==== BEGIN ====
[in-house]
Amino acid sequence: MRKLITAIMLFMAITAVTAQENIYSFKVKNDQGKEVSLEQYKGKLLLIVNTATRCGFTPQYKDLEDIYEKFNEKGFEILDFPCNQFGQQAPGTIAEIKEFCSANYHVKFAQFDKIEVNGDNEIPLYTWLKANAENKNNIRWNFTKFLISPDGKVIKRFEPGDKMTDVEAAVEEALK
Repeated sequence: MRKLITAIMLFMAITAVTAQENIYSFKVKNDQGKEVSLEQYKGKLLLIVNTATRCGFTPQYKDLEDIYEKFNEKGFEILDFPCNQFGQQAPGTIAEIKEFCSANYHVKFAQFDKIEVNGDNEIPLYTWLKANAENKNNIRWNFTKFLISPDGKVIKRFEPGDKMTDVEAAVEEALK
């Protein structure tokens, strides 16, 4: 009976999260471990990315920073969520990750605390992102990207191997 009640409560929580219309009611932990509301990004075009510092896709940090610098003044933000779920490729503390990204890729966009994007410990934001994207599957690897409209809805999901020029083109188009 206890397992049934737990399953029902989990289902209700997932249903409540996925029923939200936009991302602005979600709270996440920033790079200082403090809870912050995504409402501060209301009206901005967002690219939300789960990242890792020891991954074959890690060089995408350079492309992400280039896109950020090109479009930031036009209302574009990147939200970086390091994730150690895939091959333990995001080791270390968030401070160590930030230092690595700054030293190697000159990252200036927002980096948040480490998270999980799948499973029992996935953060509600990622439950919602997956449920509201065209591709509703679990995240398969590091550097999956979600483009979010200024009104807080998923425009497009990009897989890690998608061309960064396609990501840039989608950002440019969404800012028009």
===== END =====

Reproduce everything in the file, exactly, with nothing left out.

[in-house]
Amino acid sequence: MRKLITAIMLFMAITAVTAQENIYSFKVKNDQGKEVSLEQYKGKLLLIVNTATRCGFTPQYKDLEDIYEKFNEKGFEILDFPCNQFGQQAPGTIAEIKEFCSANYHVKFAQFDKIEVNGDNEIPLYTWLKANAENKNNIRWNFTKFLISPDGKVIKRFEPGDKMTDVEAAVEEALK
Repeated sequence: MRKLITAIMLFMAITAVTAQENIYSFKVKNDQGKEVSLEQYKGKLLLIVNTATRCGFTPQYKDLEDIYEKFNEKGFEILDFPCNQFGQQAPGTIAEIKEFCSANYHVKFAQFDKIEVNGDNEIPLYTWLKANAENKNNIRWNFTKFLISPDGKVIKRFEPGDKMTDVEAAVEEALK
């Protein structure tokens, strides 16, 4: 009976999260471990990315920073969520990750605390992102990207191997 009640409560929580219309009611932990509301990004075009510092896709940090610098003044933000779920490729503390990204890729966009994007410990934001994207599957690897409209809805999901020029083109188009 206890397992049934737990399953029902989990289902209700997932249903409540996925029923939200936009991302602005979600709270996440920033790079200082403090809870912050995504409402501060209301009206901005967002690219939300789960990242890792020891991954074959890690060089995408350079492309992400280039896109950020090109479009930031036009209302574009990147939200970086390091994730150690895939091959333990995001080791270390968030401070160590930030230092690595700054030293190697000159990252200036927002980096948040480490998270999980799948499973029992996935953060509600990622439950919602997956449920509201065209591709509703679990995240398969590091550097999956979600483009979010200024009104807080998923425009497009990009897989890690998608061309960064396609990501840039989608950002440019969404800012028009």